AT ORACLE: Oracle News
Building a Better BetaBy Caroline Kvitka
With a broader testing pool, the Oracle Database Beta Program is better than ever.
Like any new product that hits the streets, a new release of Oracle Database is the result of a collaborative effort that involves many players. While Oracle developers play a key role in getting a new release to market, so do hundreds of Oracle partners and customers who serve as beta testers. With Oracle Database 11g expected to be available within the next 12 months, the Oracle Database 11g Beta Program is in full swing.
Beta testing has been the responsibility of Oracle's Server Technologies group for more than a decade, with the key goals of testing all new product features in a variety of environments and involving customers and partners across industries, platforms, and geographies. "We're trying to make sure that new features work as designed and that they work in a myriad of environments and situations," says Debbie Migliore, director of beta programs management at Oracle.
Traditionally, Oracle has recruited beta testers from its partner and customer community through Oracle's product management and sales organizations. However, with the Oracle Database 11g Beta Program, Oracle has cast a wider net by reaching out to end users via global user groups such as the Independent Oracle Users Group.
"Working with the product teams gives us a set of really good testers, but we need the breadth and depth of our customers and partners to fully test some of the newer areas," explains Migliore. "The individuals who are actively involved in the user groups are very much technology experts. They have a love for the product and for learning more about things coming in the new release. When they get involved in beta testing, they're very anxious to actually work the code."
More than 300 beta testers are involved in the program, which started in September 2006. Recruitment will continue until a month before the release goes into production. As part of the process, beta testers provide a test plan and background information on their current use of Oracle products.
"We want people who are going to test across the breadth of the release," she says. "We tend to look toward our strategic customers because they have the biggest investment in Oracle, so they're going to be using a large swath of the product set."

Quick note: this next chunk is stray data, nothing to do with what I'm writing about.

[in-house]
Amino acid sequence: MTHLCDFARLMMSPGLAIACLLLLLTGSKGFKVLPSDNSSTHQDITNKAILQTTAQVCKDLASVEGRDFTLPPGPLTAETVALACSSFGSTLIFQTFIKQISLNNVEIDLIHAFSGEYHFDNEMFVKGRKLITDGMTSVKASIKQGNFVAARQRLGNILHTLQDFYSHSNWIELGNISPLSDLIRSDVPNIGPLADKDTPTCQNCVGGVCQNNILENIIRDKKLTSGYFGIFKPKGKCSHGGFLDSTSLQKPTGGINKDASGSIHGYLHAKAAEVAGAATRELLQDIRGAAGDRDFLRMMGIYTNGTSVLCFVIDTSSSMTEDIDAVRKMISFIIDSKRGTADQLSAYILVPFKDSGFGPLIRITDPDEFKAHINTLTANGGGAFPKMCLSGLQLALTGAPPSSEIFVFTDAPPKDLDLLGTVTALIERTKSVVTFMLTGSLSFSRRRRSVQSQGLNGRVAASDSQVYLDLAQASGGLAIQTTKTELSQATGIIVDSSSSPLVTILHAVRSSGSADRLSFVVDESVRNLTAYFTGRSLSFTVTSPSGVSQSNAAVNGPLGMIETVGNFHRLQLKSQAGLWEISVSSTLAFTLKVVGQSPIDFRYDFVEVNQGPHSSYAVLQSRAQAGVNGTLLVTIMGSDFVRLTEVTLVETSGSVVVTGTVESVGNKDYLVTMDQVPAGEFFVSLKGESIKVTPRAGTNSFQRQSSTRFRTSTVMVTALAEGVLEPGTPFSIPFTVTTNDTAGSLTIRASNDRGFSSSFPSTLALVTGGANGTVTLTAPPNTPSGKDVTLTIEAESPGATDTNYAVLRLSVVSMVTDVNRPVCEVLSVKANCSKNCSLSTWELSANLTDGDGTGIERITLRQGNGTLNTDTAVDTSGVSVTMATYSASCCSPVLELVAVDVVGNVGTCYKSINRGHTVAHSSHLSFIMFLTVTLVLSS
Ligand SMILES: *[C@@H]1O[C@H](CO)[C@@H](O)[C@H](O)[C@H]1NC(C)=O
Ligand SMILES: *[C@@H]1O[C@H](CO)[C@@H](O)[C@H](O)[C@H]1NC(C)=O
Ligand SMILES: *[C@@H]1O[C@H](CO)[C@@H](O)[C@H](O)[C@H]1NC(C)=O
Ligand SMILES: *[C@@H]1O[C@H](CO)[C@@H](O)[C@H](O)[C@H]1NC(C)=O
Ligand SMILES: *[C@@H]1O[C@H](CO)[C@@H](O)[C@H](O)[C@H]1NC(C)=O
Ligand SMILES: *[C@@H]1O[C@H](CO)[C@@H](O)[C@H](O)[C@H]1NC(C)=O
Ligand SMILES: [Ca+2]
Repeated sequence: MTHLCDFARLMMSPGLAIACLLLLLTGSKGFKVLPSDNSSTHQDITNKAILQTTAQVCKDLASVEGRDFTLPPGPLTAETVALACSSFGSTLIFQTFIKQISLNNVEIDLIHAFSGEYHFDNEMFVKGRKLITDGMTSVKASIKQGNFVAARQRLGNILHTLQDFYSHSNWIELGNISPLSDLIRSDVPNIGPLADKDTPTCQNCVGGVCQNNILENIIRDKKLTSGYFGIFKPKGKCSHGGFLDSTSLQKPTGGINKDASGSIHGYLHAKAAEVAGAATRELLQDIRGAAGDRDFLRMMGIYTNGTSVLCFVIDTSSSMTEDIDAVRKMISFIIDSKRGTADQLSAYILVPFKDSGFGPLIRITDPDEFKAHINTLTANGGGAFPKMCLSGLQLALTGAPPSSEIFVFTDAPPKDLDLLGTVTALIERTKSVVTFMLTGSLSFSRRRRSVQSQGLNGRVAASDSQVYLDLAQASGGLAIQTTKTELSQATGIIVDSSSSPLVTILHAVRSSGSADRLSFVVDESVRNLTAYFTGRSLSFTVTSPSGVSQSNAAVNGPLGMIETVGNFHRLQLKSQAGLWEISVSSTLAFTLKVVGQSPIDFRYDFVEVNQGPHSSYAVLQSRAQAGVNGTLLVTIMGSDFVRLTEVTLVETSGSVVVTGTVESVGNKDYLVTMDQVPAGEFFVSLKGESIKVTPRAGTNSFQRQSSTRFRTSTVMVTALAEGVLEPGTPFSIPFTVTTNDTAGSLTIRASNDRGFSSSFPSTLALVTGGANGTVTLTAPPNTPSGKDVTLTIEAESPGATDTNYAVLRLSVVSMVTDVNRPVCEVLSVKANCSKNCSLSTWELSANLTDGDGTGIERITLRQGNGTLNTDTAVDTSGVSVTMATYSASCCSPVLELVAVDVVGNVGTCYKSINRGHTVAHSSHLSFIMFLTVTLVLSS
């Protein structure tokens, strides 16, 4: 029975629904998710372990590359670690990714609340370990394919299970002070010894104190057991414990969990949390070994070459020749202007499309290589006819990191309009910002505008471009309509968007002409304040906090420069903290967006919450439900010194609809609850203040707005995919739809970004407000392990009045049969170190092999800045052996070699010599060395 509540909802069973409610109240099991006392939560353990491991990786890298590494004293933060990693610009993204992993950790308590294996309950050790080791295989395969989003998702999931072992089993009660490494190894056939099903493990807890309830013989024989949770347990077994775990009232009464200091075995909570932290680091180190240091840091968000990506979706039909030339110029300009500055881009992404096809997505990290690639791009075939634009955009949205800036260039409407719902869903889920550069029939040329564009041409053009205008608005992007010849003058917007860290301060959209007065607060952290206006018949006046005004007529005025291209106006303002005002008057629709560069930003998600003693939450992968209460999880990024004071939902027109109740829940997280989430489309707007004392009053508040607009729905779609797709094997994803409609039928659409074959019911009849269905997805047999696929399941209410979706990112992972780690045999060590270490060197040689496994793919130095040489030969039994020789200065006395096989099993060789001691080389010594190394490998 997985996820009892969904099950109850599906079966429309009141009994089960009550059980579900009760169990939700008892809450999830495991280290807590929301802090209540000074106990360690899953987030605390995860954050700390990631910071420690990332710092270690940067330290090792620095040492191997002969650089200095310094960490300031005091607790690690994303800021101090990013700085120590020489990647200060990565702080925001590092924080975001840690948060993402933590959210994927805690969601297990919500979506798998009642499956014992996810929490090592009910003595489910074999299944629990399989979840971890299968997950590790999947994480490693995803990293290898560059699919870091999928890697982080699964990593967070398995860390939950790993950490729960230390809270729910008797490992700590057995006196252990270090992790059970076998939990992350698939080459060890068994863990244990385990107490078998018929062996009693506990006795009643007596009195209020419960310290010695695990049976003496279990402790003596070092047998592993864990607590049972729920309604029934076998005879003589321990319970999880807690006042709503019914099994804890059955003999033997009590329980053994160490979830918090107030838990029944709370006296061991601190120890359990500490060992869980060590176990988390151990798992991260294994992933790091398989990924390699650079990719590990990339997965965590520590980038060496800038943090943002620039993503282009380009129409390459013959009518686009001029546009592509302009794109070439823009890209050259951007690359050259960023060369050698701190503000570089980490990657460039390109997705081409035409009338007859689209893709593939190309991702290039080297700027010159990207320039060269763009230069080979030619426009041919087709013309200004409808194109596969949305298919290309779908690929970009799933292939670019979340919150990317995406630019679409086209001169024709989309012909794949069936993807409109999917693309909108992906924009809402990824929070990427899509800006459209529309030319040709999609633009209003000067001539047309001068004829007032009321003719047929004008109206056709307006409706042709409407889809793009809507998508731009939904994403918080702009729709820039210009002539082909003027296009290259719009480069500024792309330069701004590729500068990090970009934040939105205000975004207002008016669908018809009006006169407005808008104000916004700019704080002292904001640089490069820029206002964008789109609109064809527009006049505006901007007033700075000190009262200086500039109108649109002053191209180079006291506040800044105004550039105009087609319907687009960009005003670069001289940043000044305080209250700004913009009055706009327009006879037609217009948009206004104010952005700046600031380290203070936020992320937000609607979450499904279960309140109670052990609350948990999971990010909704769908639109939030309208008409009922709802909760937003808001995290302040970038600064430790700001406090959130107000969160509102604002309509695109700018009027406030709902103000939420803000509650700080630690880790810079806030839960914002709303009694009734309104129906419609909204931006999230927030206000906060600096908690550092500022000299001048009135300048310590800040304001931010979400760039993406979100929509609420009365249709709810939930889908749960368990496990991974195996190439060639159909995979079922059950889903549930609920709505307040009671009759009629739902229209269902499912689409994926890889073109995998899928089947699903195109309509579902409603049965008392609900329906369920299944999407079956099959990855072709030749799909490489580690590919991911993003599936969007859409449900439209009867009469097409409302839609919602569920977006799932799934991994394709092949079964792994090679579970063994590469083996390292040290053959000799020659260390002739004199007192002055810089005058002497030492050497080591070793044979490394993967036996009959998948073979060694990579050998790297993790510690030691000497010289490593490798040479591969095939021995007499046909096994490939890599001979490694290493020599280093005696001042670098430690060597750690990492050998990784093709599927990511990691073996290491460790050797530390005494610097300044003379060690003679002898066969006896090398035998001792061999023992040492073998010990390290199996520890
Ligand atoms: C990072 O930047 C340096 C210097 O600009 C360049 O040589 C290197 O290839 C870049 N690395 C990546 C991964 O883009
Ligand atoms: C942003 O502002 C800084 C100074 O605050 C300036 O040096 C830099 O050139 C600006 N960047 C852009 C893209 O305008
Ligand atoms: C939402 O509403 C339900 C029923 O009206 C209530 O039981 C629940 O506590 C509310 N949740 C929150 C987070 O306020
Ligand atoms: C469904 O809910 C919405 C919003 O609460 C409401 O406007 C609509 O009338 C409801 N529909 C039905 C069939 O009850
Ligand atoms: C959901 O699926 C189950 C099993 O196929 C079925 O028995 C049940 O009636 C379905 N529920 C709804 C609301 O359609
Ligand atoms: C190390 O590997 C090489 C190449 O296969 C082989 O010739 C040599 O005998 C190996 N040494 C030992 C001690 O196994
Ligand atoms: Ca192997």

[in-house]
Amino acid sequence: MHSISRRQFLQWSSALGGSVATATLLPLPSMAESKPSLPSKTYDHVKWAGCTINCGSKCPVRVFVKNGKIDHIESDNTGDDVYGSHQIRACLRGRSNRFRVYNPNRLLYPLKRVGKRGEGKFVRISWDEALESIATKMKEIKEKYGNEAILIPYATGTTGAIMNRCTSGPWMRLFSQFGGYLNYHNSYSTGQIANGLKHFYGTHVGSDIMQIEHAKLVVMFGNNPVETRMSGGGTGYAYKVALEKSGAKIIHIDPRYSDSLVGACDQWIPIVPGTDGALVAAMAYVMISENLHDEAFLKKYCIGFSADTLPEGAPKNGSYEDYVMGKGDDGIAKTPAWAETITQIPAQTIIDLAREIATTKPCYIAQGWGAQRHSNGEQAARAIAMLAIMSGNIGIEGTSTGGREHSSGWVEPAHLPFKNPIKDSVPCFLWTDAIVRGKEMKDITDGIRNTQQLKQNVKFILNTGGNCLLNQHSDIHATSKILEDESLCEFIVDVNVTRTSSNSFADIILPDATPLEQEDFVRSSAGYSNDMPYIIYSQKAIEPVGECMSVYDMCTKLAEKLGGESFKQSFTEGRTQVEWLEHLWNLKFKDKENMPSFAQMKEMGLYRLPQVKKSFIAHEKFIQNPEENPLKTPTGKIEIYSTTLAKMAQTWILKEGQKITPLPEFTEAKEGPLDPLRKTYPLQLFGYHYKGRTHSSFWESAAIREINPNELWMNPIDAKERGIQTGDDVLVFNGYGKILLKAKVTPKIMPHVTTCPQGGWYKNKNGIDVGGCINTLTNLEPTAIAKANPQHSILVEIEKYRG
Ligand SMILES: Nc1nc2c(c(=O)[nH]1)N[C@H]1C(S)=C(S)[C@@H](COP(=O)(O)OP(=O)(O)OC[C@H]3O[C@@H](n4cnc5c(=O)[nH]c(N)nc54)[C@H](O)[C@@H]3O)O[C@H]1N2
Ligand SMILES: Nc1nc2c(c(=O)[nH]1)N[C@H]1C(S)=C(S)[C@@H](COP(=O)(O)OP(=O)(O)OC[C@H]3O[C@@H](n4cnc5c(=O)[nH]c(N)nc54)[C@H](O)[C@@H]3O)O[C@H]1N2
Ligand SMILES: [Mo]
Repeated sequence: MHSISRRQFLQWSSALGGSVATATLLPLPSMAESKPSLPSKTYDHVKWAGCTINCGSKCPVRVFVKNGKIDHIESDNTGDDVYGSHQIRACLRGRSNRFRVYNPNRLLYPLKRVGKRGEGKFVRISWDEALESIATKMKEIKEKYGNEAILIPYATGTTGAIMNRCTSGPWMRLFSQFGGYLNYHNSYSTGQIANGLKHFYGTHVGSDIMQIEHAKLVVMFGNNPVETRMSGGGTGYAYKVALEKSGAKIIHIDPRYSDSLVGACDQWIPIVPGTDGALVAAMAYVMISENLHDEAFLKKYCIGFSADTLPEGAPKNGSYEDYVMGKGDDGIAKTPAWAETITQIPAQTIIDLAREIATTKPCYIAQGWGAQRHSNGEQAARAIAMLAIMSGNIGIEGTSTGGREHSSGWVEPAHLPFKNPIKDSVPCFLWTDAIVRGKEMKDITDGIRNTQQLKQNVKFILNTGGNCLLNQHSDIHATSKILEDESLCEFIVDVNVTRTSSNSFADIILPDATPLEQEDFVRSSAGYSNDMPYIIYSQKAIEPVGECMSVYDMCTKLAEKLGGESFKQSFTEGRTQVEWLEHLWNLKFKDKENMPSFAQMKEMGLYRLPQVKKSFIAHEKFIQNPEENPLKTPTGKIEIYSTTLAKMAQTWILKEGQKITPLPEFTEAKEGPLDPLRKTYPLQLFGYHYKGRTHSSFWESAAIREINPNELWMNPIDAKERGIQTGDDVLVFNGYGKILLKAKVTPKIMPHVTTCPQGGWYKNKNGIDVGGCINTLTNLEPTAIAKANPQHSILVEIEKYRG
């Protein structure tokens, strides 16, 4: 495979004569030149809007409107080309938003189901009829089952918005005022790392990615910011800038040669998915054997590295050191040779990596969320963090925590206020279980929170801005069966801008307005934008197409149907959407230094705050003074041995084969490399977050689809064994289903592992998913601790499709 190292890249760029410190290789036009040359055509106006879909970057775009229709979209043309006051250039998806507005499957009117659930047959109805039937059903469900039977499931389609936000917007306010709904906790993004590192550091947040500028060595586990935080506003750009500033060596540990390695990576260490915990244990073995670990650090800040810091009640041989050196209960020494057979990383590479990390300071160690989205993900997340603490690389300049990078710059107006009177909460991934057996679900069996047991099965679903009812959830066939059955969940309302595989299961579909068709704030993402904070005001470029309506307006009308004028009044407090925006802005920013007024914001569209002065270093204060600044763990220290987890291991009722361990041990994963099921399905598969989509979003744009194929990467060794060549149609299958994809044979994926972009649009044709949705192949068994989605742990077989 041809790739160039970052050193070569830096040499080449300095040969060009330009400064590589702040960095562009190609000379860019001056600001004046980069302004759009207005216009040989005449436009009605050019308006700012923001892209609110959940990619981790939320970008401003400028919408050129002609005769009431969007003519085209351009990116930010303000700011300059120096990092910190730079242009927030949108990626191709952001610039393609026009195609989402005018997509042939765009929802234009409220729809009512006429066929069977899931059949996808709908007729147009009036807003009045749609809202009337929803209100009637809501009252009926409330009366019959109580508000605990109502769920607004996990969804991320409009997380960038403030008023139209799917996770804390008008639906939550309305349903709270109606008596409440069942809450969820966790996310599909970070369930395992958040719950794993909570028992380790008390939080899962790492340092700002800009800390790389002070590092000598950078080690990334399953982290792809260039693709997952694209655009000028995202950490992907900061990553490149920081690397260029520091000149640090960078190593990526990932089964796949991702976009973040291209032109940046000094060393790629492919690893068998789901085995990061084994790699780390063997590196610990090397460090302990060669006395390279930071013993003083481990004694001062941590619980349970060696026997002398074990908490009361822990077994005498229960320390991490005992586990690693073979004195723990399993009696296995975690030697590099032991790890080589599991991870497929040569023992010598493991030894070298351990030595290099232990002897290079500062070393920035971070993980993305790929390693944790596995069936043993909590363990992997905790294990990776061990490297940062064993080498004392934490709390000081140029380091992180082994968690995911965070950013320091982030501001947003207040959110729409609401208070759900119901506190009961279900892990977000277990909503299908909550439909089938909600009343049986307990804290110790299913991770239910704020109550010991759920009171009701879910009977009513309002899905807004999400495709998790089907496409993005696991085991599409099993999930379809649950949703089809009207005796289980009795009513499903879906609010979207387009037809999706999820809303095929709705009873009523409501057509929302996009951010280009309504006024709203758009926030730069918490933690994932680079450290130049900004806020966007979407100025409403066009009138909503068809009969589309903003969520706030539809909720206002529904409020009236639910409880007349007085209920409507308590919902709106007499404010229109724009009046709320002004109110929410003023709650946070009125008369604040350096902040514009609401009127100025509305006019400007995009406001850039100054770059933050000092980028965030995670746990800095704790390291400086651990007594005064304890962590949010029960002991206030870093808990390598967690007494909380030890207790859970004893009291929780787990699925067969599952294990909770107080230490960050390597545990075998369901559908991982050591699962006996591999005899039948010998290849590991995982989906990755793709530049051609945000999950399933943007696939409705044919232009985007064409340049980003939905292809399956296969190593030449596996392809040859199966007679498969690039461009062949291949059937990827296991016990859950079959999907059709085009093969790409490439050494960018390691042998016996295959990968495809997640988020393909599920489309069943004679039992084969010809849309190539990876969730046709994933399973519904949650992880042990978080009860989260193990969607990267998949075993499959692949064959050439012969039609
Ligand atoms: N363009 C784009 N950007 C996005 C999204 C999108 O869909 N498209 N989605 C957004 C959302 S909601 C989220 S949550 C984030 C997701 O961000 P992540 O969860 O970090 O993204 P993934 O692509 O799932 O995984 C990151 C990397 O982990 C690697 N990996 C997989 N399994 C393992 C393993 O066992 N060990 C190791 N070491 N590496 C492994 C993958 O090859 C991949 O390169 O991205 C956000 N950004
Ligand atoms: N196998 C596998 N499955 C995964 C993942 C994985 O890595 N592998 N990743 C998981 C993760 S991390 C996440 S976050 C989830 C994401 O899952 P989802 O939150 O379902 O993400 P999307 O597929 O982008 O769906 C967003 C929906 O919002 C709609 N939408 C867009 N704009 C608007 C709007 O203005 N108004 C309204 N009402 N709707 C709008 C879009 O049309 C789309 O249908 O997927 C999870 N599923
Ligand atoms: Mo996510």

However, some testers dig deep into one specific area of the beta release. "There may only be one feature they want to test, but they want to test it in several different environments. Those are great testers for us because we can get comprehensive testing feedback on a single area," Migliore explains.
Three Ways to Test
The beta program includes three modes of testing: @customer testing, @Oracle testing, and iBeta, a hosted beta server supplied by Oracle. While the majority of testers install and test the beta software in their own environments, Oracle has expanded the @Oracle program for Oracle Database 11g.
With @Oracle testing, customers and partners test a particular product area in Oracle's test lab for a designated period. The Oracle Database 11g Beta Program includes more @Oracle test events than ever before, with events focused on application development, location services, content management, manageability, high availability, database security, and installation and upgrades.
"@Oracle testing gives us a very deep-dive test of a specific feature area, and it gives the customers exposure to other industry leaders and to the people who develop the features," Migliore says. "It's our most valuable way of testing."
A major measure of success for the program is identifying and fixing problems before the release goes into production. "Obviously our goal is to fix 100 percent of problems, but we can only fix problems we know about," Migliore says. "This is why rigorous testing by our customers and partners is an essential part of our beta-testing process."
In the end, a better beta benefits all Oracle Database 11g users. "By the time we ship a database release that's gone through a beta-test cycle of this size, scope, and duration, the product will have had more runtime in a more diverse set of environments than any other prior beta database release," Migliore says.
Caroline Kvitka is senior managing editor for Oracle Magazine.